Making mining ‘wearables’

A team of university students and scientists have won the 2015 Unearthed Melbourne Hackathon for their innovative prototype that incorporates Bluetooth sensors into mining clothing and equipment.

Personal Protective Equipment of Things’ (PPE of Things) design employs off-the-shelf Bluetooth sensors to monitor mining safety clothing and equipment and determine if they are being worn or operated correctly. The prototype is able to send real-time alerts to smartphones if hazardous situations arise.

Minister for Small Business, Innovation and Trade Phillip Dalidakis and Minister for Energy and Resources Lily D’Ambrosio congratulated PPE of Things for their design which increases safety on mining sites in a cost-effective, high-tech manner.

“The Unearthed Melbourne Hackathon is an innovative way to combine bright minds, leading technology and industry experience to come up with solutions to our real-world mining problems,” D’Ambrosio said.

Unearthed is a 54-hour competition that brings teams from around Australia to compete and solve a real-world challenge in the mining and resources industry. The aim of the event is to promote innovation in the sector by combining the skills of software developers, engineers, data scientists, designers, and industry insiders.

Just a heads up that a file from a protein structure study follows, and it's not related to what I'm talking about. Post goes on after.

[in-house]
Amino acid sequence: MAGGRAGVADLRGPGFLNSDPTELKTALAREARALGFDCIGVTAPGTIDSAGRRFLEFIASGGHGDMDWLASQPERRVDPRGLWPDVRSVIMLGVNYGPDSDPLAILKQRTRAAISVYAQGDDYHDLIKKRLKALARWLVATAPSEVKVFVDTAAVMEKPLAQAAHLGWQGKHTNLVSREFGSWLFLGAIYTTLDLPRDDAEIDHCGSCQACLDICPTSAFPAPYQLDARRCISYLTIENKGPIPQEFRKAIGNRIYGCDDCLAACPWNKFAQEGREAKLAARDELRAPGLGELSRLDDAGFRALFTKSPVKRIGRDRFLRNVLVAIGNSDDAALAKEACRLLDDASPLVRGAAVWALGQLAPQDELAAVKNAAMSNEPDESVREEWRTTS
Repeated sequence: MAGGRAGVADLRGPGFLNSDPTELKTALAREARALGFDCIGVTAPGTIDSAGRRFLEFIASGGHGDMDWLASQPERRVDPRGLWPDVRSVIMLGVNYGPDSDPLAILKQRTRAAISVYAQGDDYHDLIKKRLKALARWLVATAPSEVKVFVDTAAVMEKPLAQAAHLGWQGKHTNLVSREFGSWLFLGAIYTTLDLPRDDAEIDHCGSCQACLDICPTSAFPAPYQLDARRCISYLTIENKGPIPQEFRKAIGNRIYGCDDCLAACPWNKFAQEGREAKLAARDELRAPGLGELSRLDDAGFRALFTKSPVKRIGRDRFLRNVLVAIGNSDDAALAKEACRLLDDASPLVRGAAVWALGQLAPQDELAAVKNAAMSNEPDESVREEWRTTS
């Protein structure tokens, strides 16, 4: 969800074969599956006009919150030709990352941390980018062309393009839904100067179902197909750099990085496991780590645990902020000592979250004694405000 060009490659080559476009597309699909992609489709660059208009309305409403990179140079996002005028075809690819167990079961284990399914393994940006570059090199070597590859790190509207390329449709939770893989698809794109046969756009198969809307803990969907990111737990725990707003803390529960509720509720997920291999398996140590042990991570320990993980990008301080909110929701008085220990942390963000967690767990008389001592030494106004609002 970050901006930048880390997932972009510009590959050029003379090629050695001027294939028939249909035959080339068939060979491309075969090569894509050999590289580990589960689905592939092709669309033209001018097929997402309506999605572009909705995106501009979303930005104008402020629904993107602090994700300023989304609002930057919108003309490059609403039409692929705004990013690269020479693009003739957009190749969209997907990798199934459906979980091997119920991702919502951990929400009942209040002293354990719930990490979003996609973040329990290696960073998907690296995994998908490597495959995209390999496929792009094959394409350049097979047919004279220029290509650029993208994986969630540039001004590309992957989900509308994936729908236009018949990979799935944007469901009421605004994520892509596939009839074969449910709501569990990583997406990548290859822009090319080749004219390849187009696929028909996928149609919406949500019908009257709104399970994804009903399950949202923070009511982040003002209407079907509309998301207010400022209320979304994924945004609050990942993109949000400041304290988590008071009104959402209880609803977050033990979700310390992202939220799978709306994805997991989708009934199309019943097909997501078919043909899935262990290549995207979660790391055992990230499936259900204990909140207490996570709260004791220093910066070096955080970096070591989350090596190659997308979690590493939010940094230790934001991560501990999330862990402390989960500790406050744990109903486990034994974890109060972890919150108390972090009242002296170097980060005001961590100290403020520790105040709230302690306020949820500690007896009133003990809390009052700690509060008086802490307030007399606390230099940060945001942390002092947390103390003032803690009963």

Unearthed Melbourne focuses on the Internet of Things, and its application on operations, processes and safety challenges. The Melbourne Hackathon is part of the International Mining and Resources Conference 2015.

 “The Unearthed Melbourne Hackathon highlights the world-leading innovation of our mining equipment, technology and services sector, which is on show at IMARC this week,” D’Ambrosio said.

The Hackathon is organised by Resources Innovation through Information Technology whose aim is to “drive technology innovation to strengthen the local resource sector”.

Dalidakis stated the government is committed to supporting innovation and technological developments. “Growing innovation in technologies and research is key to driving new products and services that will boost the state’s productivity and employment as well as the living standards for all Victorians,” he said.

PPE of Things team members included RMIT Research Fellow Prem Jayaraman and PhD candidates Jonathan Liono and Ali Yavari, and the CSIRO’s Philip Valencia, Andrew Hellicar, Karl Von Richter, and Ahmad El Shoghri.